(a) permitting an oxide layer to form on the molten coating adhering to said strand;

.(b) pneumaitcally breaking up said oxide layer into small, uniformly distributed particles; and

(c) solidifying said coating.

2. In a continuous metallic coating method wherein the surface of a strand to be coated is thoroughly cleaned and the strand passed through a bath of molten coating metal the improved method of finishing said molten coating adhering to the stand comprising the steps of:

(a) permitting an oxide layer to form on said molten coating adhering to said strand;

'(b) directing a swirling gas jet at said oxide covered molten coating; and

(c) solidifying said coating.

3. In a continuous metallic coating method wherein the surface of a strand is thoroughly cleaned, the improved method comprising the steps of:

(a) supplying molten coating metal to said strand;

(b) directing a swirling gas jet at said molten coating adhering to said strand; and

(c) thereafter solidifying said coating.

4. The method claimed in claim 3 wherein said jet utilizes an oxidizing gas.

5. The method claimed in claim 4 wherein said gaseous jet utilizes air.

6. In a continuous metallic coating method wherein the surface of a strand to be coated is thoroughly cleaned, the improved method comprising the steps of:

(a) supplying molten coating metal to said strand;

(b) forming an oxide layer on said coating metal applied to said strand;

(c) breaking up said oxide layer into small, uniformly distributed particles; and

(d) solidifying said coating with particles thereon.

7. A method for producing heavy metallic coatings comprising the steps of (a) cleaning the surface of a strand to be coated;

(b) passing said strand through a restricted opening into a bath of molten coating metal;

(c) withdrawing said strand from said bath through a non-restricted opening, whereby said strand will carry an excess of molten coating metal thereon;

(d) permitting an oxide layer to form on said coating adhering to said strand; and

(e) finishing said coating by breaking up of said oxide layer into small, uniformly distributed parts and subsequently solidifying said coating without the removal of said oxide layer.

8. A metallic coated object comprising:

(a) a cylindrical base metal strand; and

(b) a concentric, metallic coating adhering to said strand produced by applying a molten metallic coating to said strand, directing a swirling gas jet at the molten coating metal adhering to said strand and then solidifying said coating.

9. The method claimed in claim 7 wherein said step of finishing said coating includes the steps of directing a swirling gas jet at said oxide covered molten coating and thereafter solidifying said coating.

10. The object claimed in claim 8 wherein said metallic coating comprises zinc.

11. The object claimed in claim 8 wherein said metallic coating comprises aluminum.

References Cited UNITED STATES PATENTS 811,854 2/1906 Lee 1l7102 1,907,034 5/1933 Austin 117102 2,080,518 5/1937 Underwood 11863 X 2,084,150 6/1937 Lawrence 1l'863 2,110,893 3/ 1938 Sendzimir.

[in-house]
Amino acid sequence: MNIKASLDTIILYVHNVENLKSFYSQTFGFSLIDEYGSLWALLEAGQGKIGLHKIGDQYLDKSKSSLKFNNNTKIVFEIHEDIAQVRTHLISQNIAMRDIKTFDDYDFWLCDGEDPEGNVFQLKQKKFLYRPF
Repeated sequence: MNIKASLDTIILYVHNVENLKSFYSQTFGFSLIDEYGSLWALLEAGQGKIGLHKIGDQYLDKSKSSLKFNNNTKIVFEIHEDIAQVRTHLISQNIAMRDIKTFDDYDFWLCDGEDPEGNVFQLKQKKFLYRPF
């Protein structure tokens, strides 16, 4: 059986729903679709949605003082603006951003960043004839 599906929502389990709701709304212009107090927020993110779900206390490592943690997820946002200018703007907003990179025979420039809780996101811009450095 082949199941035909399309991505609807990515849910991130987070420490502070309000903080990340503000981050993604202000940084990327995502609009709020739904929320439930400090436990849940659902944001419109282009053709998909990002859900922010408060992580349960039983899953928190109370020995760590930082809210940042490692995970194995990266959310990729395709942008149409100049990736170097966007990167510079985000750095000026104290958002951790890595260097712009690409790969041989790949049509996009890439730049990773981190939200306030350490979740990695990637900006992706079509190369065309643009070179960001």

2,135,652 11/1938 Whitfield et al. 117l14 2,304,069 12/ 1942 Beckwith 1175 1 2,526,731 10/1950 Coburn 11868 X 2,914,423 11/ 1959 Knapp 117-102 3,060,889 10/ 1962 Knapp L 118-63 3,226,817 1/ 1966 Simborg et al. l18'63 ALFRED L. L-EAVITT, Primary Examiner T. E. BOKAN, Assistant Examiner US. Cl. X.R.

29-l94, 197; 1l75l, 62, 102, 114, 1l863

Patent Citations
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US3620805 *Mar 17, 1969Nov 16, 1971Martin CarlMethod for the continuous hot galvanizing of continuously formed elements
US3811406 *Nov 29, 1971May 21, 1974Connollys Blackley LtdApparatus for impregnating and coating stranded bodies
US3832973 *Sep 25, 1973Sep 3, 1974Kalle AgApparatus for the production of a multi-layer sheet material of microporous structure
US3845540 *Apr 28, 1972Nov 5, 1974Maneely IllinoisHot galvanizing process and apparatus
US3877975 *Apr 12, 1973Apr 15, 1975Raymond Anthony JohnMetallic coating of metal tubes and similar work pieces
US3886894 *Dec 14, 1972Jun 3, 1975M & B Metal Products CompanyApparatus for cleaning and coating wire
US3956537 *Apr 22, 1974May 11, 1976Anthony John RaymondGalvanizing
US3976815 *Apr 30, 1975Aug 24, 1976M & B Metal Products CompanyMethod for cleaning and coating rod
US4281617 *Dec 19, 1979Aug 4, 1981Western Electric Company, Inc.Apparatus for coating conductors
US4339480 *Mar 31, 1981Jul 13, 1982Bethlehem Steel CorporationCoating wires
US4414917 *Jan 3, 1983Nov 15, 1983Industrial Cleaning And Coating, Inc.System for selectively treating cables and the like
US5017407 *Aug 10, 1989May 21, 1991Australian Wire Industries Pty. .LimitedStabilisation of jet wiped wire
US5066519 *Aug 10, 1989Nov 19, 1991Australian Wire Industries Pty. LimitedControlling The Film Applied From The Dip Coating Of A Metal Filament
US5164229 *Jul 8, 1991Nov 17, 1992The United States Of America As Represented By The Secretary Of The Air ForceCeramic precursor
US5217533 *Jul 8, 1991Jun 8, 1993The United States Of America As Represented By The Secretary Of The Air ForceCoating apparatus for continuous fibers
US5492721 *Jun 8, 1993Feb 20, 1996Mag Maschinen Und Apparatebau Gesellschaft MbhPumping molten resin from supply into coating means, pulling wire through resin coating means with molten resin, returning excess resin to supply, controlling temperature, circulating resin, calibrating coating thickness, heardening resin coating
US5527563 *Dec 28, 1994Jun 18, 1996Allied Tube & Conduit CorporationFlow coat galvanizing
US8216033 *Aug 25, 2008Jul 10, 2012Process Air Solutions, LlcLow pressure blow-off assemblies and related methods
U.S. Classification428/629, 427/270, 427/329, 428/658, 427/349, 428/469, 428/632, 427/273, 427/431, 427/434.7, 427/434.6, 428/650, 427/436, 118/63, 428/640, 118/405, 428/939, 427/399, 427/259, 428/687, 427/433, 427/287
International ClassificationC23C2/26, C23C2/38
Cooperative ClassificationC23C2/26, Y10S428/939
European ClassificationC23C2/26